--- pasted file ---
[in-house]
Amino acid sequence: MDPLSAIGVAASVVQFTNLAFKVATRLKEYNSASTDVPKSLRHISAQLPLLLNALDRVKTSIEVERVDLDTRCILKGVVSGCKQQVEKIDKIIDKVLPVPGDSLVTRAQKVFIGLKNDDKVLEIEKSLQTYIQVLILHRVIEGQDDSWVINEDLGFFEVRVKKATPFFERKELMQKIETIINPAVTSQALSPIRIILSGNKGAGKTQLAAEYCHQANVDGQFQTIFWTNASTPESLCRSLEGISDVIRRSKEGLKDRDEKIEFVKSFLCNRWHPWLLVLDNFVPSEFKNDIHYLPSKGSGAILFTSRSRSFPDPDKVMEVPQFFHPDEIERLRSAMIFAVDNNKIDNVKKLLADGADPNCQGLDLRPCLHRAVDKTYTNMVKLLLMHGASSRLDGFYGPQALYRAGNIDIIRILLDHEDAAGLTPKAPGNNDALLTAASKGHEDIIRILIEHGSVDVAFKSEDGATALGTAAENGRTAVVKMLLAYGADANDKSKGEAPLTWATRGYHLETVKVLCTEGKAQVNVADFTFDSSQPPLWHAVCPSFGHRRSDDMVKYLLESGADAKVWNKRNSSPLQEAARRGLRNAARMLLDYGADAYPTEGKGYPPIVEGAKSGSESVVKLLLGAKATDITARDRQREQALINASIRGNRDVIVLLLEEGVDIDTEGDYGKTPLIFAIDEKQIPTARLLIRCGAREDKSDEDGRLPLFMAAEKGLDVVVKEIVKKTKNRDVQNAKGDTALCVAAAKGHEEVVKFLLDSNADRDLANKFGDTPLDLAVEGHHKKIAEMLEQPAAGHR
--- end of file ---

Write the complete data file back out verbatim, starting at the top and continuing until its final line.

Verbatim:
[in-house]
Amino acid sequence: MDPLSAIGVAASVVQFTNLAFKVATRLKEYNSASTDVPKSLRHISAQLPLLLNALDRVKTSIEVERVDLDTRCILKGVVSGCKQQVEKIDKIIDKVLPVPGDSLVTRAQKVFIGLKNDDKVLEIEKSLQTYIQVLILHRVIEGQDDSWVINEDLGFFEVRVKKATPFFERKELMQKIETIINPAVTSQALSPIRIILSGNKGAGKTQLAAEYCHQANVDGQFQTIFWTNASTPESLCRSLEGISDVIRRSKEGLKDRDEKIEFVKSFLCNRWHPWLLVLDNFVPSEFKNDIHYLPSKGSGAILFTSRSRSFPDPDKVMEVPQFFHPDEIERLRSAMIFAVDNNKIDNVKKLLADGADPNCQGLDLRPCLHRAVDKTYTNMVKLLLMHGASSRLDGFYGPQALYRAGNIDIIRILLDHEDAAGLTPKAPGNNDALLTAASKGHEDIIRILIEHGSVDVAFKSEDGATALGTAAENGRTAVVKMLLAYGADANDKSKGEAPLTWATRGYHLETVKVLCTEGKAQVNVADFTFDSSQPPLWHAVCPSFGHRRSDDMVKYLLESGADAKVWNKRNSSPLQEAARRGLRNAARMLLDYGADAYPTEGKGYPPIVEGAKSGSESVVKLLLGAKATDITARDRQREQALINASIRGNRDVIVLLLEEGVDIDTEGDYGKTPLIFAIDEKQIPTARLLIRCGAREDKSDEDGRLPLFMAAEKGLDVVVKEIVKKTKNRDVQNAKGDTALCVAAAKGHEEVVKFLLDSNADRDLANKFGDTPLDLAVEGHHKKIAEMLEQPAAGHR